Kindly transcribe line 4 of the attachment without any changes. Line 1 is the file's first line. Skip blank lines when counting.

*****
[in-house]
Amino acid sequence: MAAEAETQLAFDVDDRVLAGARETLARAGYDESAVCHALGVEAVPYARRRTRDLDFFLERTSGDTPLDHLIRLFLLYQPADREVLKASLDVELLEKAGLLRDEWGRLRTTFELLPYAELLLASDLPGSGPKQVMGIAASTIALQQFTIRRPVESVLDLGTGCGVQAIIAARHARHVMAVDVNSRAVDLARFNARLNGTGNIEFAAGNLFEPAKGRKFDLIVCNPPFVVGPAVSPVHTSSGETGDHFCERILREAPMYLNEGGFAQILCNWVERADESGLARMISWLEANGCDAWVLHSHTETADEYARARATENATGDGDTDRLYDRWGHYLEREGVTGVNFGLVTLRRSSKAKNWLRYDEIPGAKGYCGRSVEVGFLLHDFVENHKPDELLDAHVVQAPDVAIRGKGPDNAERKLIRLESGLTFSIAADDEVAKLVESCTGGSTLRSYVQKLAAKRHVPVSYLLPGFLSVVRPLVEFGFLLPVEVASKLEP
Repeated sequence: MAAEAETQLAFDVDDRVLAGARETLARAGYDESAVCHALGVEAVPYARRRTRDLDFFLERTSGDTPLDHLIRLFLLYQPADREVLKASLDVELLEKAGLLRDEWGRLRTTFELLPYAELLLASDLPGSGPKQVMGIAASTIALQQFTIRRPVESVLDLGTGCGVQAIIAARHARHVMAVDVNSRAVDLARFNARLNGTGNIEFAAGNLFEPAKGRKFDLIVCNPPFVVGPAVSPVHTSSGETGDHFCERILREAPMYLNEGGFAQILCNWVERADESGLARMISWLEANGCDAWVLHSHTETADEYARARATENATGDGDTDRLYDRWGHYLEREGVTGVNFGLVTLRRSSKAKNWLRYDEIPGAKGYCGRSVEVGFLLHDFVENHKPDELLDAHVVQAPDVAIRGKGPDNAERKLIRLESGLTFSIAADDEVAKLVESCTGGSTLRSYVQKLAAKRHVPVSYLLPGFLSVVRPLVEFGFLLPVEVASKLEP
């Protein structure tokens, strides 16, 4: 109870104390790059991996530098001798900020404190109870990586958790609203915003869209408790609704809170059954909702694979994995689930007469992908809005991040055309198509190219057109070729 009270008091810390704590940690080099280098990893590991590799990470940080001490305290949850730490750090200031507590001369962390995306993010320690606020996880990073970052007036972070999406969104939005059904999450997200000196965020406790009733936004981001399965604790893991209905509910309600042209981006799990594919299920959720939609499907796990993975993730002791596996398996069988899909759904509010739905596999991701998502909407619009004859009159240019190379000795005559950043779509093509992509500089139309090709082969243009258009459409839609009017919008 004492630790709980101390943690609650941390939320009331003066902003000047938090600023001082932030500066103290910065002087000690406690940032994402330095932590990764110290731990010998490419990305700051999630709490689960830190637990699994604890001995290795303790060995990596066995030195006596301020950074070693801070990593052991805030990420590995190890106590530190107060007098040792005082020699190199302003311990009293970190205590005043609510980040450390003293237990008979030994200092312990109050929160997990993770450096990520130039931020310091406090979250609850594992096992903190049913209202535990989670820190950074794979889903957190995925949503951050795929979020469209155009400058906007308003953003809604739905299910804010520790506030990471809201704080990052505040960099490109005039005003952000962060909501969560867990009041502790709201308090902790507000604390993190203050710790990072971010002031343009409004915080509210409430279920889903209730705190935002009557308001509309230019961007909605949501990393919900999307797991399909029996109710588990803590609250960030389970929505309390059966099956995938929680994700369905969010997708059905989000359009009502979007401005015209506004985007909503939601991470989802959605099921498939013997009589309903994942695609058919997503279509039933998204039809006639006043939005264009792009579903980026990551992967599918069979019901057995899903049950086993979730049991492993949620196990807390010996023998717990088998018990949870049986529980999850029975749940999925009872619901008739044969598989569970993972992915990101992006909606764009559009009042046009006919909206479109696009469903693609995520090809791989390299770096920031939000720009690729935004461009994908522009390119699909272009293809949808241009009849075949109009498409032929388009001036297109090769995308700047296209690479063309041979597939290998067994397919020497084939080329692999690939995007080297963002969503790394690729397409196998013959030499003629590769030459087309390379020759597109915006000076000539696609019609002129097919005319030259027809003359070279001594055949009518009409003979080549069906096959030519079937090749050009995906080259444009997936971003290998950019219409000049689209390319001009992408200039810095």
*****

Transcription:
């Protein structure tokens, strides 16, 4: 109870104390790059991996530098001798900020404190109870990586958790609203915003869209408790609704809170059954909702694979994995689930007469992908809005991040055309198509190219057109070729 009270008091810390704590940690080099280098990893590991590799990470940080001490305290949850730490750090200031507590001369962390995306993010320690606020996880990073970052007036972070999406969104939005059904999450997200000196965020406790009733936004981001399965604790893991209905509910309600042209981006799990594919299920959720939609499907796990993975993730002791596996398996069988899909759904509010739905596999991701998502909407619009004859009159240019190379000795005559950043779509093509992509500089139309090709082969243009258009459409839609009017919008 004492630790709980101390943690609650941390939320009331003066902003000047938090600023001082932030500066103290910065002087000690406690940032994402330095932590990764110290731990010998490419990305700051999630709490689960830190637990699994604890001995290795303790060995990596066995030195006596301020950074070693801070990593052991805030990420590995190890106590530190107060007098040792005082020699190199302003311990009293970190205590005043609510980040450390003293237990008979030994200092312990109050929160997990993770450096990520130039931020310091406090979250609850594992096992903190049913209202535990989670820190950074794979889903957190995925949503951050795929979020469209155009400058906007308003953003809604739905299910804010520790506030990471809201704080990052505040960099490109005039005003952000962060909501969560867990009041502790709201308090902790507000604390993190203050710790990072971010002031343009409004915080509210409430279920889903209730705190935002009557308001509309230019961007909605949501990393919900999307797991399909029996109710588990803590609250960030389970929505309390059966099956995938929680994700369905969010997708059905989000359009009502979007401005015209506004985007909503939601991470989802959605099921498939013997009589309903994942695609058919997503279509039933998204039809006639006043939005264009792009579903980026990551992967599918069979019901057995899903049950086993979730049991492993949620196990807390010996023998717990088998018990949870049986529980999850029975749940999925009872619901008739044969598989569970993972992915990101992006909606764009559009009042046009006919909206479109696009469903693609995520090809791989390299770096920031939000720009690729935004461009994908522009390119699909272009293809949808241009009849075949109009498409032929388009001036297109090769995308700047296209690479063309041979597939290998067994397919020497084939080329692999690939995007080297963002969503790394690729397409196998013959030499003629590769030459087309390379020759597109915006000076000539696609019609002129097919005319030259027809003359070279001594055949009518009409003979080549069906096959030519079937090749050009995906080259444009997936971003290998950019219409000049689209390319001009992408200039810095």